California voters are split about new legislation that would require Internet retailers to begin collecting sales tax on online purchases, according to the USC Dornsife College of Letters, Arts and Sciences/Los Angeles Times Poll. This week, opponents of the so-called “Amazon tax” were given approval by Secretary of State Debra Bowen to begin collecting signatures for a ballot referendum to overturn the measure.

Conducted July 6-17, 2011, the latest USC Dornsife/Los Angeles Times Poll shows 46 percent of voters favoring the online sales tax as a revenue source to help balance the budget and pay for state services. Forty-nine percent opposed the measure, which would raise taxes and could hurt local businesses who sell products through online retailers such as Amazon.com.

This will be a costly media campaign and remember once the half million or so signatures are collected, the internet sales taxes are suspended until after the election. Also, the way the referendum is worded, voting NO means NO Tax – a clear advantage to the referendum proponents.

Now, whether Walmart and Target will team up with Big Labor and the Democrats to fight the referendum will be an interesting development. The early polling may scare them away from such a massive ad driven campaign though.

Stay tuned….

Non-white voters are slightly more likely than White voters to oppose the tax. Among White voters, 47 percent favor the tax and 49 percent oppose it. Among non-white voters, 43 percent favor the tax and 52 percent oppose it, including 57 percent of Black voters and 52 percent of Latino voters.

Younger voters are also more likely than older voters to oppose the tax. Fifty-nine percent of young men oppose the tax, as do a majority – 52 percent – of young women. (37 percent of young men and 45 percent of young women support the tax.)

Overall, 55 percent of young voters opposed taxing online purchases by California residentsand 41 percent support it. In contrast, 43 percent of voters over the age of 50 oppose taxing online purchases, and 52 percent support it.

Opposition to the sales tax correlated to online shopping habits. Among voters who do most of their shopping online, 61 percent oppose taxing online purchases and 39 percent support it.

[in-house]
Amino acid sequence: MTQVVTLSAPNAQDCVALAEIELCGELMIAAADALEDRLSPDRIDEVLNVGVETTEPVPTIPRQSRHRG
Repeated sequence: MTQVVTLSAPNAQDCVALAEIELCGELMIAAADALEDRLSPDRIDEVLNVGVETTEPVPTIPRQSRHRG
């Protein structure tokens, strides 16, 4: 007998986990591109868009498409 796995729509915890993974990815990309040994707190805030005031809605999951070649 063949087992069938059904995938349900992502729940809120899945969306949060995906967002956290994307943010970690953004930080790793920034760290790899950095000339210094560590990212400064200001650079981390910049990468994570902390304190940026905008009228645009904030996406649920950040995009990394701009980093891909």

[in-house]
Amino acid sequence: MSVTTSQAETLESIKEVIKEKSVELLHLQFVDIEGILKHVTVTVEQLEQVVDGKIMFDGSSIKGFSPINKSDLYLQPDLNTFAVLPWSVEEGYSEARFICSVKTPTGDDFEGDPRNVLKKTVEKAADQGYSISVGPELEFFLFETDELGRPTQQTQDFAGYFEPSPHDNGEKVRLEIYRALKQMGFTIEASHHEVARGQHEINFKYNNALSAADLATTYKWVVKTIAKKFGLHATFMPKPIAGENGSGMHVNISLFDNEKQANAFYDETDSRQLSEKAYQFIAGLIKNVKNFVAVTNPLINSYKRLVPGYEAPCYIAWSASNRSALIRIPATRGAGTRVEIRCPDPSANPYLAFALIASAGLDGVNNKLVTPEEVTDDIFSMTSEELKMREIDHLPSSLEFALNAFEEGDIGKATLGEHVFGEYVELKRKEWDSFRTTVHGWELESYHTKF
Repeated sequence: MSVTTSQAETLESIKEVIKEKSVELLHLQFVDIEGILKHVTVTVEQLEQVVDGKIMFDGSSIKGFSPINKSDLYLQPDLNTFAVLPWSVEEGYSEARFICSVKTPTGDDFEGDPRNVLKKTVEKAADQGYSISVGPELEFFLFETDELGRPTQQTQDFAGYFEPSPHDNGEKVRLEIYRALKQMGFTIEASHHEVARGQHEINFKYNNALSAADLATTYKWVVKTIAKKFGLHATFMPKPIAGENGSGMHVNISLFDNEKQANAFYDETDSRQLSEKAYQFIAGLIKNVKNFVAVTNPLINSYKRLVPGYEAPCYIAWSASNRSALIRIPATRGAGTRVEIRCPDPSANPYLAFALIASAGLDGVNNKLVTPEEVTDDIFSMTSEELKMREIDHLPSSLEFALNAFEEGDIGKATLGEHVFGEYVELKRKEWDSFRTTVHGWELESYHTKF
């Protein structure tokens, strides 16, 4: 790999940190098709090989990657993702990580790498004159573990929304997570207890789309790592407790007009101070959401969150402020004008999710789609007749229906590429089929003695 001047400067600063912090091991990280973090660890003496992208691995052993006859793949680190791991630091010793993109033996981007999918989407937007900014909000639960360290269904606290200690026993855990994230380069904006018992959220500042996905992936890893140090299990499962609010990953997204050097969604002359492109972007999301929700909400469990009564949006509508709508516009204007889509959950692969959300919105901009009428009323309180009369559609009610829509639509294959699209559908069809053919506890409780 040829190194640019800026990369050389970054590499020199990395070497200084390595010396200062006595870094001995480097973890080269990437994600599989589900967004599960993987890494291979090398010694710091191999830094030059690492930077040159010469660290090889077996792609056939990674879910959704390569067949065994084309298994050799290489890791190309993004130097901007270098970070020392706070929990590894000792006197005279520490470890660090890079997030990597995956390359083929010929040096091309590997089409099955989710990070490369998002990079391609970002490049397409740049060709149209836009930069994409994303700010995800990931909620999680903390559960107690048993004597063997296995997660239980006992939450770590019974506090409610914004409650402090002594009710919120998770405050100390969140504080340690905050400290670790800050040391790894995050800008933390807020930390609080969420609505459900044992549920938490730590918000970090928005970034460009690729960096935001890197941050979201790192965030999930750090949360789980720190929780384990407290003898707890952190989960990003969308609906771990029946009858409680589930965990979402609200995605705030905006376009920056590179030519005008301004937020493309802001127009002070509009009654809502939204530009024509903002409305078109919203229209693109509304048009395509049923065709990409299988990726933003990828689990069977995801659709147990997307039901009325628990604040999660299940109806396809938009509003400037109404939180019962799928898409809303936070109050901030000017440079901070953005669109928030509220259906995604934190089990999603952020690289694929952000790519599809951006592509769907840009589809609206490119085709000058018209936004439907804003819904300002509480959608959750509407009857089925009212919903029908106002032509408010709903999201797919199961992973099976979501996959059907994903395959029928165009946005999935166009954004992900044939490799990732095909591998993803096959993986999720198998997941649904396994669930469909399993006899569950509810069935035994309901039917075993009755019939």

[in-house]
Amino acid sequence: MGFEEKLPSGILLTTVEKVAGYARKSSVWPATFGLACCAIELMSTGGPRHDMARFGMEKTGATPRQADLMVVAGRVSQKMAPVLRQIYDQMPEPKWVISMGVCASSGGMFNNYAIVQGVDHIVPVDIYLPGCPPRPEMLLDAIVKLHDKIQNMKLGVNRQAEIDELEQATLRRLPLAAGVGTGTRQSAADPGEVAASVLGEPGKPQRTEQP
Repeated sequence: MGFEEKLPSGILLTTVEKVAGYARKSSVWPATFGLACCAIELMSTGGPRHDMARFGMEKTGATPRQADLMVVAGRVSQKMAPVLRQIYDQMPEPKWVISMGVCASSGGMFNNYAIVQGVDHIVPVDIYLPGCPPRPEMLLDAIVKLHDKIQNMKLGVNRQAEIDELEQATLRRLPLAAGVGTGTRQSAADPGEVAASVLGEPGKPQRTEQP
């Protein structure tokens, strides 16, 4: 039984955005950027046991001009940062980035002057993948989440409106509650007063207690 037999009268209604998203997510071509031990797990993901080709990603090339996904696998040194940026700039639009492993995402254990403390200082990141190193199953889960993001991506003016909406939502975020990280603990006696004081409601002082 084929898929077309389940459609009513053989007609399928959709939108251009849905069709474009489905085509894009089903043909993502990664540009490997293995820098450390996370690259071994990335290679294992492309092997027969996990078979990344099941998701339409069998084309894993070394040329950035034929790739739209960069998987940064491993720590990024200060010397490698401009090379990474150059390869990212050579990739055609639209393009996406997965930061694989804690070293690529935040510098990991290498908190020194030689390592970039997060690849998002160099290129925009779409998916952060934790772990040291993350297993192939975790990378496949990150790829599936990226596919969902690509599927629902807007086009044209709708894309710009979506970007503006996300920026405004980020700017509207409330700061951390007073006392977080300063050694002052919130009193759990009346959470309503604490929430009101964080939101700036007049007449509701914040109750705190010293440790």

But a significant majority of California voters — 82 percent — currently do little or no shopping online. Among voters who never shop online, 48 percent support charging sales tax for online purchases, and 45 percent oppose it.

Flap’s California Morning Collection: July 25, 2011

Posted 1 CommentPosted in Amazon Tax, California, California Citizens Redistricting Commission

A morning collection of links and comments about my home, California.

However we vote, Amazon loses

A Times-USC poll last week showed a close contest. After registered voters were read some arguments on both sides, the so-called Amazon tax was supported by 46% and opposed by 49%.

Looking inside the numbers, two factors stood out, neither shocking.

A majority of Democrats (52%) favored collecting the tax online; the majority of Republicans (59%) opposed it. Independents were almost evenly split.

There was a generational divide: The younger the voters, the more opposed they were to online tax collections. The older, the more supportive. Specifically, 55% of people under 50 were opposed, 52% of the over-50 crowd supported it.

The conflicting political dynamic is this: The best bet is there’ll be a low turnout for the election. A low turnout normally benefits Republicans. Score one for Amazon. But younger people usually don’t bother to show up; older voters do. Score that for Wal-Mart.

Regardless of the outcome on election day, Amazon looks like a loser. First, it’s going to spend tens of millions — and probably scores of millions if it persists in fighting this tax issue in states all over the country.

More important for Amazon, its corporate brand will be smeared from one end of the state to the other. Get used to “tax cheat.”

Ask Pacific Gas & Electric Co., Mercury Insurance Group and Valero oil whether they’d again try to enrich themselves in California voting booths.

But at least this new ballot brawl should benefit one sector of the California economy.

Dan Walters: Higher California fees are the epitome of fairness